Accelerate or, if there is enough interest, provide shims for functions added
in more recent LAPACK versions so it can still be used.
scipy.cluster.hierarchy.optimal_leaf_ordering, a function to reorder a
linkage matrix to minimize distances between adjacent leaves, was added.
N-dimensional versions of the discrete sine and cosine transforms and their
inverses were added as
A set of new ODE solvers have been added to
scipy.integrate. The convenience
scipy.integrate.solve_ivp allows uniform access to all solvers.
The individual solvers (
can also be used directly.
The BLAS wrappers in
scipy.linalg.blas have been completed. Added functions
Wrappers for the LAPACK functions
*stein have been added.
scipy.linalg.subspace_angles has been added to compute the
subspace angles between two matrices.
scipy.linalg.clarkson_woodruff_transform has been added.
It finds low-rank matrix approximation via the Clarkson-Woodruff Transform.
scipy.linalg.eigvalsh_tridiagonal, which find the eigenvalues and
eigenvectors of tridiagonal hermitian/symmetric matrices, were added.
Support for homogeneous coordinate transforms has been added to
ndimage C code underwent a significant refactoring, and is now
a lot easier to understand and maintain.
trust-krylov have been added to the
scipy.optimize.minimize. These new trust-region methods solve the
subproblem with higher accuracy at the cost of more Hessian factorizations
(compared to dogleg) or more matrix vector products (compared to ncg) but
usually require less nonlinear iterations and are able to deal with indefinite
Hessians. They seem very competitive against the other Newton methods
implemented in scipy.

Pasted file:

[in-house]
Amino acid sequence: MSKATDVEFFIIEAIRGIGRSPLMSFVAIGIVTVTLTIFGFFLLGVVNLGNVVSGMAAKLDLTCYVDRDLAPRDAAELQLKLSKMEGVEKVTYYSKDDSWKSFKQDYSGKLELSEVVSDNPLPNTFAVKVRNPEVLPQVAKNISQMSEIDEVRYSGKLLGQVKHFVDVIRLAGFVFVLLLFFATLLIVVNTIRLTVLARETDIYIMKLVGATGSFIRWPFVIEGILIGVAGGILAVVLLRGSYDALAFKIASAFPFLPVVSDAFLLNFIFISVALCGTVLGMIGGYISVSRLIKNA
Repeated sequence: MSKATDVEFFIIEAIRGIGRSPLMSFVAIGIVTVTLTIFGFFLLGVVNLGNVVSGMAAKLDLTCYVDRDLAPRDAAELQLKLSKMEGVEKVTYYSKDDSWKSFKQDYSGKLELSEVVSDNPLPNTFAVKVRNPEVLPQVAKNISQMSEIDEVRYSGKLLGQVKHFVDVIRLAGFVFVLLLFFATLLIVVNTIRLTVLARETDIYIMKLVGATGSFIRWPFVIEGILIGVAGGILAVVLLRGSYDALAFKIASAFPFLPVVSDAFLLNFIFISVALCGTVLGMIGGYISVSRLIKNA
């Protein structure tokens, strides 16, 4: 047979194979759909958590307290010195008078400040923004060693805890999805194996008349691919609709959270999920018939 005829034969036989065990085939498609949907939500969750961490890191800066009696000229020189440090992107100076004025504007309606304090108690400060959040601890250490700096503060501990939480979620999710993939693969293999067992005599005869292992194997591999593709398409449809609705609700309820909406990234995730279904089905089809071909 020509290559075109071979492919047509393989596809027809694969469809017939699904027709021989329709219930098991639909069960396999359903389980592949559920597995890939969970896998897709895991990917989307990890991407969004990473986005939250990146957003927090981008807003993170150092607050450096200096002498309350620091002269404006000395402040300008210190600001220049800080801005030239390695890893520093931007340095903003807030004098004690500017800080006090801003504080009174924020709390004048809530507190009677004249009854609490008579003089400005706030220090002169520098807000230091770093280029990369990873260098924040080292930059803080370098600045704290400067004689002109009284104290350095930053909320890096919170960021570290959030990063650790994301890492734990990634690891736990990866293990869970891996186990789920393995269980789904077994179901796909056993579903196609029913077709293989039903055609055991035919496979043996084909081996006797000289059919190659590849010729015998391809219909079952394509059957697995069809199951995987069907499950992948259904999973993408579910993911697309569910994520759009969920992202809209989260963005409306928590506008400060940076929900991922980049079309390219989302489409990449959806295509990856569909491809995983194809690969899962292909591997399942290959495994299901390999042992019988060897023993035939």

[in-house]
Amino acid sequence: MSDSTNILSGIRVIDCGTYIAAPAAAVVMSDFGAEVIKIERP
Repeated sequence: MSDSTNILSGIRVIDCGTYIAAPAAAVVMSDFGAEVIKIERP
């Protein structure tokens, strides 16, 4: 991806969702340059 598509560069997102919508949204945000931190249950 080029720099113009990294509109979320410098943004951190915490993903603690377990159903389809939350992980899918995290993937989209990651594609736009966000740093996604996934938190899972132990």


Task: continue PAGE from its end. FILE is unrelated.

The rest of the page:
scipy.optimize.linprog gained an interior point method. Its performance is
superior (both in accuracy and speed) to the older simplex method.
fs (sampling frequency) was added to the following functions:
remez. This makes these functions
consistent with many other functions in
scipy.signal in which the sampling
frequency can be specified.
scipy.signal.freqz has been sped up significantly for FIR filters.
Iterating over and slicing of CSC and CSR matrices is now faster by up to ~35%.
tocsr method of COO matrices is now several times faster.
diagonal method of sparse matrices now takes a parameter, indicating
which diagonal to return.
A new iterative solver for large-scale nonsymmetric sparse linear systems,
scipy.sparse.linalg.gcrotmk, was added. It implements
flexible variant of
scipy.sparse.linalg.lsmr now accepts an initial guess, yielding potentially
SuperLU was updated to version 5.2.1.
Many distance metrics in
scipy.spatial.distance gained support for weights.
The signatures of
scipy.spatial.distance.cdist were changed to
*args, **kwargs in order to
support a wider range of metrics (e.g. string-based metrics that need extra
keywords). Also, an optional
out parameter was added to
cdist allowing the user to specify where the resulting distance matrix is
to be stored
logcdf were added to
scipy.stats.multivariate_normal, providing the cumulative distribution
function of the multivariate normal distribution.
New statistical distance functions were added, namely
scipy.stats.wasserstein_distance for the first Wasserstein distance and
scipy.stats.energy_distance for the energy distance.
The following functions in
scipy.misc are deprecated:
toimage. Most of those functions have unexpected
behavior (like rescaling and type casting image data without the user asking
for that). Other functions simply have better alternatives.
scipy.interpolate.interpolate_wrapper and all functions in that submodule